San Francisco SPCA Bans Prong Collars from Its Campuses

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Prong collars create safety concerns for veterinary staff and can harm dogs’ well-being

January 18, 2017 – The San Francisco SPCA announced that it is banning prong collars from both of its campuses, including its veterinary hospitals, on January 24, 2017, in recognition of Change a Pet’s Life Day. The ban follows a yearlong educational campaign to inform the public about the serious harm prong collars can cause, including physical, behavioral, and emotional problems. Physical injuries can range from skin irritation to spinal cord problems. Behaviorally, prong collars can cause become more aggressive and fearful during everyday activities, like walks and vet visits.

“Prong collars create health concerns for our patients, and protecting their well-being is our priority,” explained Dr. Jennifer Scarlett, SF SPCA President. “Furthermore, prong collars can cause dogs to become more anxious and fearful, which creates a safety concern for other clients, patients, and visitors.”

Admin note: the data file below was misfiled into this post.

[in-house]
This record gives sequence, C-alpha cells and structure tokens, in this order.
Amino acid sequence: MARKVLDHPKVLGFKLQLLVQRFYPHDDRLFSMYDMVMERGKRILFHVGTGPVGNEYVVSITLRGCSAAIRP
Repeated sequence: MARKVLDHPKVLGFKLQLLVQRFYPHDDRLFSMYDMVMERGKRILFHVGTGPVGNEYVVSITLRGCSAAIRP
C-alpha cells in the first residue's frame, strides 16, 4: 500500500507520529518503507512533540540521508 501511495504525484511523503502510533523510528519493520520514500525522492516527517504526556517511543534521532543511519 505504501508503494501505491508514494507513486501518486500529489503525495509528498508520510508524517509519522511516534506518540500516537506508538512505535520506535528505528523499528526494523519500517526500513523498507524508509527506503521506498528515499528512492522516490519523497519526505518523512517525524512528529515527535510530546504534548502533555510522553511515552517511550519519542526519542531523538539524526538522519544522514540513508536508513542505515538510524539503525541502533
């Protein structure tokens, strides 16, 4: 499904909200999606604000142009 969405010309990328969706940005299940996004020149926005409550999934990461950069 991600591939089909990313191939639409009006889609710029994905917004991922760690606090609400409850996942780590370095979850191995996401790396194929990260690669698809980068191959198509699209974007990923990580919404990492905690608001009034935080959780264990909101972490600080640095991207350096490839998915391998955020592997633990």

In addition to welfare concerns, the SF SPCA is also banning prong collars to protect its medical staff. Veterinarians and technicians can easily harm themselves while trying to examine a dog wearing a prong collar.

“For several months, as part of our educational campaign, we’ve been suggesting that visitors remove prong collars while at our facilities,” explained Dr. Scarlett. “The response we’ve gotten has been overwhelmingly positive. Most people want to do what’s best for their dog, and as veterinary professionals we want to help provide that guidance.”

SF SPCA visitors will be asked to remove prong collars and will be given a flat collar to use while on campus, and to take home for free, as a gift, if the visitor chooses.

“Prong collars are not safe or humane,” said Dr. Scarlett. “There’s simply no good reason to use them when more humane, positive, and effective training options exist.”

The SF SPCA recommends positive reinforcement training instead of prong collars and other aversive tactics. Positive reinforcement uses treats, toys, affection and attention to motivate and help teach desired behaviors.

To learn more, visit sfspca.org/prong

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